dollars savings can be achieved.
Wal-Mart, Intel and Dell have
completely moved to B2B their relationships with providers. Intel
is using B2B also to connect with their clients (wholesale and
large industries) and Dell has based its business success extending
it to B2C. These are three examples of very effective use of
In all these cases we have
a traditional buyer-seller relationship transposed to the web.
With the exception of the Dell case for the B2C part, all of
this could have been carried out (and in effect it was carried
out) using EDI. We are in the logic of increasing effectiveness
of business processes and cutting cost.
On the other hand Amazon on
the B2C side (they also have a B2B side) is trying to exploit
the law of increasing returns characterising the network economy.
Their clients form a community and benefit from the dimension
of the community. The more clients, the more value for each of
them. You can ask for information about a book on Amazon.com
and get feedback from people who read that book; you can input
your own comment. Amazon will provide you with indication on
what other books have been bought by people who got the book
you are interested in and the extent to which they liked those
books. You may also get information on what is being read by
people in a certain area (e.g. those livving in your neighbourhood
or those having an interest in biotech). This is a great way
to create a global market and segment it so that each segment
is relevant both to the seller and to the client.
Another way to segment a market
is to let customers aggregate themselves. This has been attempted
by a number of companies, empowering customers to obtain bulk
prices (11). Via the web each customer interested in buying a
certain product signs up. After a predetermined period of time,
usually a week, the "aggregator" will leverage on the
number of clients to get a better deal from the seller.
B2C is leveraging on the diffusion
of Internet and the possibility to relate continuously with clients
to fulfil the "segment of one" marketing dream. A car
insurance company (12) in Texas offers the possibility to subscribe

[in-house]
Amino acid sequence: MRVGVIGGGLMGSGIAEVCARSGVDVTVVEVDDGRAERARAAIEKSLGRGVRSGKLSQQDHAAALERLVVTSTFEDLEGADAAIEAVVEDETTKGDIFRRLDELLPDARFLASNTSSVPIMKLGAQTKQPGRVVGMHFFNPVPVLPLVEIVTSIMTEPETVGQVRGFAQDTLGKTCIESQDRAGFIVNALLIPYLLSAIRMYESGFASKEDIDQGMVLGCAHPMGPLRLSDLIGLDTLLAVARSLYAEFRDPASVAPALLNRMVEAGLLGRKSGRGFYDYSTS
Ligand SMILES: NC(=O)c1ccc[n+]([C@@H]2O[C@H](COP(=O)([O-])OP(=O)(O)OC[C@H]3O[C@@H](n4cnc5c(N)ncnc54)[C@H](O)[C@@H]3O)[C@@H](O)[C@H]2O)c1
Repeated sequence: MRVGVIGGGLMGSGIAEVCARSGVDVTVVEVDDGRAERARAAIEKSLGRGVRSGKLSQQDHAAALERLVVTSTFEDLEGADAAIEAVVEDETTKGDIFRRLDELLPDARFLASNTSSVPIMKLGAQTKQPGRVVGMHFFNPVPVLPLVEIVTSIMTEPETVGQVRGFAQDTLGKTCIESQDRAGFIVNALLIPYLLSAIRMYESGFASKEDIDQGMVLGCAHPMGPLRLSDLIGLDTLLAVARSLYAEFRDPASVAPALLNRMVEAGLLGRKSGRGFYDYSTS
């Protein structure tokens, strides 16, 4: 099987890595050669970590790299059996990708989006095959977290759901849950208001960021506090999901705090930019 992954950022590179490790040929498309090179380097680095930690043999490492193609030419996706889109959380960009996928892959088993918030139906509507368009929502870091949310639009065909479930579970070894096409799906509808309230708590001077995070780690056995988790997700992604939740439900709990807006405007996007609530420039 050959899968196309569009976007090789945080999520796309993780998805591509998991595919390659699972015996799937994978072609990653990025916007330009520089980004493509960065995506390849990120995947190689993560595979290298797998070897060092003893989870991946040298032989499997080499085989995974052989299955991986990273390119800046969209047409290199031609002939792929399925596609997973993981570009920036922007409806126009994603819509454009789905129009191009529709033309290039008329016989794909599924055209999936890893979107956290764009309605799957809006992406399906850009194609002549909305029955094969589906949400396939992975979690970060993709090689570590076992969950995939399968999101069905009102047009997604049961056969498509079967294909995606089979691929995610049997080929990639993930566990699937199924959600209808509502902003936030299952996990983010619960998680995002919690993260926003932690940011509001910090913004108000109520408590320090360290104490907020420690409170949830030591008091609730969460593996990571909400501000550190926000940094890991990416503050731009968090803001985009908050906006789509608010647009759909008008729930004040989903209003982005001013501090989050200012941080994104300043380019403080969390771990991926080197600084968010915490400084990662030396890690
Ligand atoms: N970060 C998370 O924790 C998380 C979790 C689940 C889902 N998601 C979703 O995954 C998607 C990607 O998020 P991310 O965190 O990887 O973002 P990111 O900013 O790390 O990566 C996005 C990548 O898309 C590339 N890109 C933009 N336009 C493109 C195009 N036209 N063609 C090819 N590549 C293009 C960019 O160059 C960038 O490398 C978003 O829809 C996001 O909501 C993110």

to a contract with a dynamically adjusted price. Your car would
be connected to an insurance company monitoring system able to
detect where, how, and how much you are driving. Based on this
information the company revises the premium on a monthly base.
A first period in e-commerce
and related business models is coming to an end. There is a much
better understanding in the way Internet can contribute to streamline
the buyer-seller relationship. We see companies moving from pure
"clicks" to "bricks and clicks", in other
words there is a re-evaluation of the power of having a physical
location to interface with customers, particularly in the consumer
Companies who have succeeded
in establishing effective relationships with consumers (that
includes both the consumer side -easing the on line showcase
of products and services and making it easy to buy them - and
the distribution side -optimising inventory, warehouse processes,
links to the delivery) are now being used to outsource the e-channel.
This is happening with Amazon who has started to sell on behalf
of Toy's R Us, Borders (13) and others.
Also, and this is interesting,
companies that have a strong foothold on the market, in terms
of clients and distribution chain, are starting to consider entering
the e-commerce arena offering their "platform". That
is the case for Kamps A.G., the largest German bakery that is
distributing bagels and rolls every morning to 2200 baker shops
from its 60 centralised bakeries. The setting up of a B2B e-business
to collect orders was considered but not implemented. Trucks
delivering the bread are taking back orders for the next day.
Moving to e-mail would not improve the process. Kamps is planning
to acquire 40 per cent of GrowNex A.G., an Internet company specialising